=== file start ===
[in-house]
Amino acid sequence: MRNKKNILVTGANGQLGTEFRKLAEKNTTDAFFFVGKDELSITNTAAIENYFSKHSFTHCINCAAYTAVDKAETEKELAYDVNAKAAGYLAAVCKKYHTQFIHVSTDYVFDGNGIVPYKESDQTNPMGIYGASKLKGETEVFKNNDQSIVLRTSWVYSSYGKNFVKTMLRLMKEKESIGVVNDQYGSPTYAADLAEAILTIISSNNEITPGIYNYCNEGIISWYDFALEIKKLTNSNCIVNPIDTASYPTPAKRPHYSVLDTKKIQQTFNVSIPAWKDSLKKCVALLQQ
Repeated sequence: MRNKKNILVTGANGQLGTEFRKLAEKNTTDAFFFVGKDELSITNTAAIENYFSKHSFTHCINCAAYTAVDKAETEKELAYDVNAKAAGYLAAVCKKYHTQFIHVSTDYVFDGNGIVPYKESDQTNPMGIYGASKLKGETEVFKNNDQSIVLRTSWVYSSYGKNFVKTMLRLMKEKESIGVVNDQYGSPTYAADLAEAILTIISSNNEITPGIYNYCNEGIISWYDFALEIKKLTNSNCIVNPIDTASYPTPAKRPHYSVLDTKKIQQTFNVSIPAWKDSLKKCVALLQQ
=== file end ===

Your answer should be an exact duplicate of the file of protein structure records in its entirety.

[in-house]
Amino acid sequence: MRNKKNILVTGANGQLGTEFRKLAEKNTTDAFFFVGKDELSITNTAAIENYFSKHSFTHCINCAAYTAVDKAETEKELAYDVNAKAAGYLAAVCKKYHTQFIHVSTDYVFDGNGIVPYKESDQTNPMGIYGASKLKGETEVFKNNDQSIVLRTSWVYSSYGKNFVKTMLRLMKEKESIGVVNDQYGSPTYAADLAEAILTIISSNNEITPGIYNYCNEGIISWYDFALEIKKLTNSNCIVNPIDTASYPTPAKRPHYSVLDTKKIQQTFNVSIPAWKDSLKKCVALLQQ
Repeated sequence: MRNKKNILVTGANGQLGTEFRKLAEKNTTDAFFFVGKDELSITNTAAIENYFSKHSFTHCINCAAYTAVDKAETEKELAYDVNAKAAGYLAAVCKKYHTQFIHVSTDYVFDGNGIVPYKESDQTNPMGIYGASKLKGETEVFKNNDQSIVLRTSWVYSSYGKNFVKTMLRLMKEKESIGVVNDQYGSPTYAADLAEAILTIISSNNEITPGIYNYCNEGIISWYDFALEIKKLTNSNCIVNPIDTASYPTPAKRPHYSVLDTKKIQQTFNVSIPAWKDSLKKCVALLQQ